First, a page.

With 50 large-scale turbines, miles of transmission lines, over 100 construction workers and more than $180 million invested, it could be one of the largest projects ever undertaken in rural Goodhue County.
Commissioners began to wade into the issue Monday of how to accommodate that project should it receive approval from the Minnesota Public Utilities Commission next month.
“We’re trying to square this away before it starts – if it starts,” said Land Use Management Director Lisa Hanni.
Everything from the routing of transmission lines to application fees were on the table at the special Committee of the Whole meeting, as county staff presented an outline of a preliminary development agreement with Goodhue Wind, the company that wants to build a 78 megawatt wind farm on signed property beginning this fall.
The biggest issue appeared to be roads, as in how Goodhue County roads would fare under the tremendous weight of wind turbine materials as they are transferred on site.
“Roads are expensive. We’re talking millions,” said commissioner Ron Allen. “We want to be sure we’re going to be reimbursed.”
Commissioners called on county staff to work to minimize damage and ensure that the county is paid for the cost of road repairs. Public Works director Greg Isakson said routes would be encouraged that kept trucks transporting turbine materials on state highways as long as possible.
Once off the highways, gravel roads would be preferred over paved roads.
“You can do a lot of damage to a paved road and not see it,” he said.
To guarantee payment for the cost of repairs, Hanni said county staff will discuss a potential security agreement with Goodhue Wind that would be added to the overall development agreement.
Wind developer Chuck Burdick of National Wind said he was pleased with that comprehensive approach. An all-in-one development agreement – with security agreements, construction permits and site plans all contained in one document – would aid in moving the project forward on schedule, he said.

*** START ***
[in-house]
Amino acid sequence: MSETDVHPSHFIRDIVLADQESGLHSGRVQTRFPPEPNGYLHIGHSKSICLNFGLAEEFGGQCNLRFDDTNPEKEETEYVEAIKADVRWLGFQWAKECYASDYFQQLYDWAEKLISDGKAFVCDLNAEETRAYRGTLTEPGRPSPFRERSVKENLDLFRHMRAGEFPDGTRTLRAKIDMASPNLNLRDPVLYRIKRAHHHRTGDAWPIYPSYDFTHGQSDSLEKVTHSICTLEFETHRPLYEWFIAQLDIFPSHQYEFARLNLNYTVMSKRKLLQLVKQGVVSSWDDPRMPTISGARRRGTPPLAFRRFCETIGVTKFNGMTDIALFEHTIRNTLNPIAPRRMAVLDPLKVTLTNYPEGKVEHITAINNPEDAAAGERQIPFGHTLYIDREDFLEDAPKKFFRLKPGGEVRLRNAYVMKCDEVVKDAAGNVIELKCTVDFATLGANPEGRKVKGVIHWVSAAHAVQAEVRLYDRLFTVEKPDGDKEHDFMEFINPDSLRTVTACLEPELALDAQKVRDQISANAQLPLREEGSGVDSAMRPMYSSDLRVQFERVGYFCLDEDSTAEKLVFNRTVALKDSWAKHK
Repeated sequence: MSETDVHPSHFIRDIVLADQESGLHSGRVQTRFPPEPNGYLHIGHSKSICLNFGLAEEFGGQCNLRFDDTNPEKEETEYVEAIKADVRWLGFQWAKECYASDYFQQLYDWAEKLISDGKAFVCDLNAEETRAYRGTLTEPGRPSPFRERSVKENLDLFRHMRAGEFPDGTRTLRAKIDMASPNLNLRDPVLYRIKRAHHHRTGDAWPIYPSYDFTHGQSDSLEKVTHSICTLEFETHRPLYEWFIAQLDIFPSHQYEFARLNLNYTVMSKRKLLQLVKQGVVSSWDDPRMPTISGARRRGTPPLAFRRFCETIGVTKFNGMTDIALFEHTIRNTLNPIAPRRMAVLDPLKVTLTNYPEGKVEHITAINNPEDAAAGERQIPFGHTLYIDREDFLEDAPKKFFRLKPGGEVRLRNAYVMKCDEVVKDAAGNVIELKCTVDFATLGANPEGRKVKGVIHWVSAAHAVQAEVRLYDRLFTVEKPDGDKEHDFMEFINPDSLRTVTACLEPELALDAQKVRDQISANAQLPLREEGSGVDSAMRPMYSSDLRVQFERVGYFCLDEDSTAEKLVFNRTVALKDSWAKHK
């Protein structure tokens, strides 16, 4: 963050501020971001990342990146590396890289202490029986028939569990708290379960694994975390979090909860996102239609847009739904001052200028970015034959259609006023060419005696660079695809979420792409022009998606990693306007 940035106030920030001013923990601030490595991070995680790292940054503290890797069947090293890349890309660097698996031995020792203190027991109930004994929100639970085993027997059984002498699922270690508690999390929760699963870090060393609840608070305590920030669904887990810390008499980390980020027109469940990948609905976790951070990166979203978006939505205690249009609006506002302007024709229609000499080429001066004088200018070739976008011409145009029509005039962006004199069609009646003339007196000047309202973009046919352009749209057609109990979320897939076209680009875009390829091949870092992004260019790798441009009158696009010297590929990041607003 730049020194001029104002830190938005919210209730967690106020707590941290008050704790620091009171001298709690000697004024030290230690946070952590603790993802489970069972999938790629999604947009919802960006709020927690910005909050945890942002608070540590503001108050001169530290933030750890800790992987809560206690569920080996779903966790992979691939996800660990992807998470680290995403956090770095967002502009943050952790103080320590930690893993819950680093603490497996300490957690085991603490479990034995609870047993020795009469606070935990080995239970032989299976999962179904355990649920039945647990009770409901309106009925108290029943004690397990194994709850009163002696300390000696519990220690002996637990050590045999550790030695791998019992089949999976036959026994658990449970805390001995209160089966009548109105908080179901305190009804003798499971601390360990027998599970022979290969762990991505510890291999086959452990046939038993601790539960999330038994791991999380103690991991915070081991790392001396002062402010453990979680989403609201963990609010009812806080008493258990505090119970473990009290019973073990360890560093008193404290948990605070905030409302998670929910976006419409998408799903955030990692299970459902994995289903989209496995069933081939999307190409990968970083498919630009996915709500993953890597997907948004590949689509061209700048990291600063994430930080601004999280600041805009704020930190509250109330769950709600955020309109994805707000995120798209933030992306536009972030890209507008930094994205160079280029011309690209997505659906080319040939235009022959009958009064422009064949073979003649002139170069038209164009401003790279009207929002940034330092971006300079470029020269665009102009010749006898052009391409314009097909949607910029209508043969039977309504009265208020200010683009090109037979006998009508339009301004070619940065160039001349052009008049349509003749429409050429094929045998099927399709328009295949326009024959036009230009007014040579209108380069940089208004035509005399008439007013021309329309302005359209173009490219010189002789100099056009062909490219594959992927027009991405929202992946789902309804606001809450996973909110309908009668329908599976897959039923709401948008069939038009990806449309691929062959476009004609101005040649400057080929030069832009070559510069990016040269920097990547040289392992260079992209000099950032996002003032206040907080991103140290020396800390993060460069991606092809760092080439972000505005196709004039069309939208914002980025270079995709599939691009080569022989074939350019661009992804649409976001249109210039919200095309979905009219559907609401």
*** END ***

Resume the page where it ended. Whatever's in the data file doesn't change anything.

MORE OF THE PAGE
The company aims to begin laying the foundation of its wind turbines this fall and to have the project completed, at the earliest, by early July.
“That would take smooth sailing the whole way,” he said.
But the development agreement sparked criticism from anti-wind landowners, who argued that the county was yielding too easily to state authority and ignoring the concerns of local residents and government bodies.
The state has permitting authority over large-scale wind projects over 5 megawatts.
“This is about local control,” Belle Creek Township chairman Chad Ryan said after the meeting. “We just want to preserve local government.”
The township board passed a one-year moratorium on wind development in June, and submitted a letter reminding the county of that action on Monday. Much of Goodhue Wind’s proposed project falls within the township.
But Hanni said that local government resolutions likely won’t play much of a role in whether the project is ultimately approved. The state wants new sources of alternative energy, she said, and has made sure that its authority over new projects supersedes that of counties, cities and townships.
“The state gives the permit, and in this case, they overrule local government,” she said.